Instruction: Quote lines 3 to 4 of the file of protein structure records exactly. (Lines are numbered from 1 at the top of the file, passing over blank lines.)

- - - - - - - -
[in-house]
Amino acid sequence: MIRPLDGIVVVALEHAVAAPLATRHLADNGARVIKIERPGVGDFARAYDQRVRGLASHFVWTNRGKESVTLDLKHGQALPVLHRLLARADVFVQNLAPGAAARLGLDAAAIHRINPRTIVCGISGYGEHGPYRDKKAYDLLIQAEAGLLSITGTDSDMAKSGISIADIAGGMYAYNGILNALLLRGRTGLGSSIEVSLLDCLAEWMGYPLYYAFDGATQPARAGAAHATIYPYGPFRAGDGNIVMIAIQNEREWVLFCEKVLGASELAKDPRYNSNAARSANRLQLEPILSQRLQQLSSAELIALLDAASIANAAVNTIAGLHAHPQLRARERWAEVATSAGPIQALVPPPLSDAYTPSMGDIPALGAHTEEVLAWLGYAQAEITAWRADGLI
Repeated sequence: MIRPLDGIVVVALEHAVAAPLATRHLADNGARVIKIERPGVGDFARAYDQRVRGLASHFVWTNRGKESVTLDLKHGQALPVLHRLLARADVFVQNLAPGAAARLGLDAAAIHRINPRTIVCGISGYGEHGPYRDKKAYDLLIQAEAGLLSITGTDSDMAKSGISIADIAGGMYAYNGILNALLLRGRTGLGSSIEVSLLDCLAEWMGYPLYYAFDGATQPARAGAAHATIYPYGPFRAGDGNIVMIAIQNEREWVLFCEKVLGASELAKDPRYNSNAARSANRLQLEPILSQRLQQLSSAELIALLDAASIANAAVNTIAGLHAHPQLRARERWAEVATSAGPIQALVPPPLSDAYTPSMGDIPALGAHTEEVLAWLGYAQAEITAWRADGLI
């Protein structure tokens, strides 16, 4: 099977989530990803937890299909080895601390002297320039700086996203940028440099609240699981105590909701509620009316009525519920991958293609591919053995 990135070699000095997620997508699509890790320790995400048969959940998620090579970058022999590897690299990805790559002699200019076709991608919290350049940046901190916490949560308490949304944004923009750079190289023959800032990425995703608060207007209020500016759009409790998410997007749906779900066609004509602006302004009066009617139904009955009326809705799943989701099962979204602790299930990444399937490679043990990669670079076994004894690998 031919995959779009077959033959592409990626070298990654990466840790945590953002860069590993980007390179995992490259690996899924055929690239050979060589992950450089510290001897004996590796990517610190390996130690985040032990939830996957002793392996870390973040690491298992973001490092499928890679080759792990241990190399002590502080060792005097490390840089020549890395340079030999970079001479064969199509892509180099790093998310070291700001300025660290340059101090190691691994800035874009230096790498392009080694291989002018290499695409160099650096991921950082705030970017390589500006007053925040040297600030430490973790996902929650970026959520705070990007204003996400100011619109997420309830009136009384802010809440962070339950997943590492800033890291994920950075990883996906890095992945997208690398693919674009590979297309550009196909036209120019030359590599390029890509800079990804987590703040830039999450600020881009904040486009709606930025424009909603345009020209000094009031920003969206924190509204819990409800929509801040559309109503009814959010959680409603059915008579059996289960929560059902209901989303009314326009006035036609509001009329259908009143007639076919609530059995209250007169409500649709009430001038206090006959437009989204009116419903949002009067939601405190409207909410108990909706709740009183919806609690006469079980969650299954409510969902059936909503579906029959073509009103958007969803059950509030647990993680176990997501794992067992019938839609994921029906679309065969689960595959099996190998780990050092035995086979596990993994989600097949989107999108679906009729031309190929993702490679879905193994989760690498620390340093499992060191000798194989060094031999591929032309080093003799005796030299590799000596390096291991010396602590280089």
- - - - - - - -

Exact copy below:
Repeated sequence: MIRPLDGIVVVALEHAVAAPLATRHLADNGARVIKIERPGVGDFARAYDQRVRGLASHFVWTNRGKESVTLDLKHGQALPVLHRLLARADVFVQNLAPGAAARLGLDAAAIHRINPRTIVCGISGYGEHGPYRDKKAYDLLIQAEAGLLSITGTDSDMAKSGISIADIAGGMYAYNGILNALLLRGRTGLGSSIEVSLLDCLAEWMGYPLYYAFDGATQPARAGAAHATIYPYGPFRAGDGNIVMIAIQNEREWVLFCEKVLGASELAKDPRYNSNAARSANRLQLEPILSQRLQQLSSAELIALLDAASIANAAVNTIAGLHAHPQLRARERWAEVATSAGPIQALVPPPLSDAYTPSMGDIPALGAHTEEVLAWLGYAQAEITAWRADGLI
């Protein structure tokens, strides 16, 4: 099977989530990803937890299909080895601390002297320039700086996203940028440099609240699981105590909701509620009316009525519920991958293609591919053995 990135070699000095997620997508699509890790320790995400048969959940998620090579970058022999590897690299990805790559002699200019076709991608919290350049940046901190916490949560308490949304944004923009750079190289023959800032990425995703608060207007209020500016759009409790998410997007749906779900066609004509602006302004009066009617139904009955009326809705799943989701099962979204602790299930990444399937490679043990990669670079076994004894690998 031919995959779009077959033959592409990626070298990654990466840790945590953002860069590993980007390179995992490259690996899924055929690239050979060589992950450089510290001897004996590796990517610190390996130690985040032990939830996957002793392996870390973040690491298992973001490092499928890679080759792990241990190399002590502080060792005097490390840089020549890395340079030999970079001479064969199509892509180099790093998310070291700001300025660290340059101090190691691994800035874009230096790498392009080694291989002018290499695409160099650096991921950082705030970017390589500006007053925040040297600030430490973790996902929650970026959520705070990007204003996400100011619109997420309830009136009384802010809440962070339950997943590492800033890291994920950075990883996906890095992945997208690398693919674009590979297309550009196909036209120019030359590599390029890509800079990804987590703040830039999450600020881009904040486009709606930025424009909603345009020209000094009031920003969206924190509204819990409800929509801040559309109503009814959010959680409603059915008579059996289960929560059902209901989303009314326009006035036609509001009329259908009143007639076919609530059995209250007169409500649709009430001038206090006959437009989204009116419903949002009067939601405190409207909410108990909706709740009183919806609690006469079980969650299954409510969902059936909503579906029959073509009103958007969803059950509030647990993680176990997501794992067992019938839609994921029906679309065969689960595959099996190998780990050092035995086979596990993994989600097949989107999108679906009729031309190929993702490679879905193994989760690498620390340093499992060191000798194989060094031999591929032309080093003799005796030299590799000596390096291991010396602590280089």